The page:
Kristina Viniar of Triad Health Co. joined Steph and Rosie to talk about how folks who work “non-standard shifts” can experience sleep and health troubles. She offered tips and information to help maximize a schedule that might be difficult to manage.
“An estimated 20% of the population¹ in industrialized countries works in a job with nonstandard shifts. Approximately 10% to 38% of these workers suffer from shift work disorder, a condition marked by excessive sleepiness when awake or an inability to sleep when needed.” (Sleep Foundation.org)
A nonstandard shift if ANY work that falls outside the hours of 7 am- 6 pm and there are three different categories of work shift: Evening, night and early morning. The sleep recommendations in this article will mainly be focusing on night shift workers, however the principles can also be applied to all categories of shift workers.
Night work includes any shifts that fall between the hours of 11pm and 3am. Jobs in this category can include:
• Doctors, nurses, paramedics, and other healthcare practitioners
• Firefighters, police officers, security guards, and other protective service employees
• Bakers, machinists, assembly line workers, and others who work in manufacturing and production
• Truck drivers, air traffic controllers, conveyor operators, newscasters and other person’s in TV.
Through sleep research, we know that regularly missing out on good sleep (less than 6 hours per night), can weaken our immune system, substantially increases our risk or certain forms of cancer, increases our risk of developing cardiovascular disease, can lead to weight gain, disrupts blood sugar levels and could lead to pre-diabetic or diabetic conditions and more. Not to mention, constantly feeling low energy, mood changes and irritability and other unfavorable health conditions are all possible side effects of regularly missing out on sleep. (Matthew Walker, PHD, “Why We Sleep).
Even though there are medically diagnosed sleep conditions which can be treated by a doctor, the majority of people and not just in the shift work group, could benefit from having a better sleep plan or as Kristina likes to call it, sleep hygiene.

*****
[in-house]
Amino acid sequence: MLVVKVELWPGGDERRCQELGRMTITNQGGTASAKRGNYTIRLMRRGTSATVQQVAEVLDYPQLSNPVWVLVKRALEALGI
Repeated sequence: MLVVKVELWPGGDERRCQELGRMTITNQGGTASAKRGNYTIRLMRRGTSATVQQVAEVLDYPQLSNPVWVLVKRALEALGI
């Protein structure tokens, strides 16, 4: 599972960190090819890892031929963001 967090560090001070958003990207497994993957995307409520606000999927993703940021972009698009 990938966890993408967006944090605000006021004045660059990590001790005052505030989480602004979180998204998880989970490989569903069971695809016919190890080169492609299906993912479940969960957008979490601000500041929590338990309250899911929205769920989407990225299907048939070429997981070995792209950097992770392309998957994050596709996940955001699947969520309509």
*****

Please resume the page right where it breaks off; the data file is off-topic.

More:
Here are Kristina’s top suggestions for how to create a positive sleep environment and catch some much needed Zzz’s.
1. Exposure to bright light (Light Therapy) upon waking up or at the start of your shift. If you are starting your shift when the sun is up, take a 20 in walk without sunglasses in the sun. If you start your shift at night, do 20 or more min of light therapy prior. During light therapy, you sit or work near a device called a light therapy box. The box gives off bright light that mimics natural outdoor light.
Why do this? Bright light boosts alertness and suppresses the release of the sleep hormone, melatonin. Exposure to bright light can keep you awake and delay when you start to feel sleepy.
2. On the flip side: REDUCE your light exposure at the end of your shift to start alerting your body that it’s time to sleep.
How? Wear blue blocking glasses after your shift or during your wind down time before bed (ideally 2 hours prior to a set sleep time)
If it’s sunny outside, wear dark sunglasses and avoid direct sunlight content with your eyes.
3. Create a favorable home sleep environment:
-Avoid electronics in the bedroom. Because they emit blue light, they truck your body into thinking it’s daylight, thus keeping your from going to bed.
-Avoid alcohol 2 hours prior to bed. Alcohol has shown to result in light spotty sleep.
-Avoid large meals prior to bed. This too can disrupt restful sleep.
-Make your bedroom as dark as possible. Think of it as your sleep cave. Make it dark, cool and quiet. Use a white noise machine, turn down the AC, turn your phone off to give your body it’s best possible chance at a restful sleep.
4. Create a sleep routine that best fits you. Other suggestions that can be helpful:
-Use sleepy time tea while reading a book.
-Wear blue-blocking glasses 2 hours before you need to be in bed.
-Keep the same sleep schedule whether you’re working or not.
-Avoid sugary meals 1-2 hours before bed.
-Listen to calming music or journal away the stresses of your day.
-Engage in breathing exercises, calming yoga or meditation.
-Try melatonin supplementation or magnesium.
Last but not least, staying active and taking care of your body’s nutrition needs as well as making a dedicated effort to prioritize sleep and rest are a powerful combination.
In today’s society, sleep get’s pushed to the back burner all the time. However nobody cancelled our biological needs for quality of sleep and the consequences for skipping out on it can have dire effects.
Happy snoozing everyone. For more information go to TriadHealthCo.com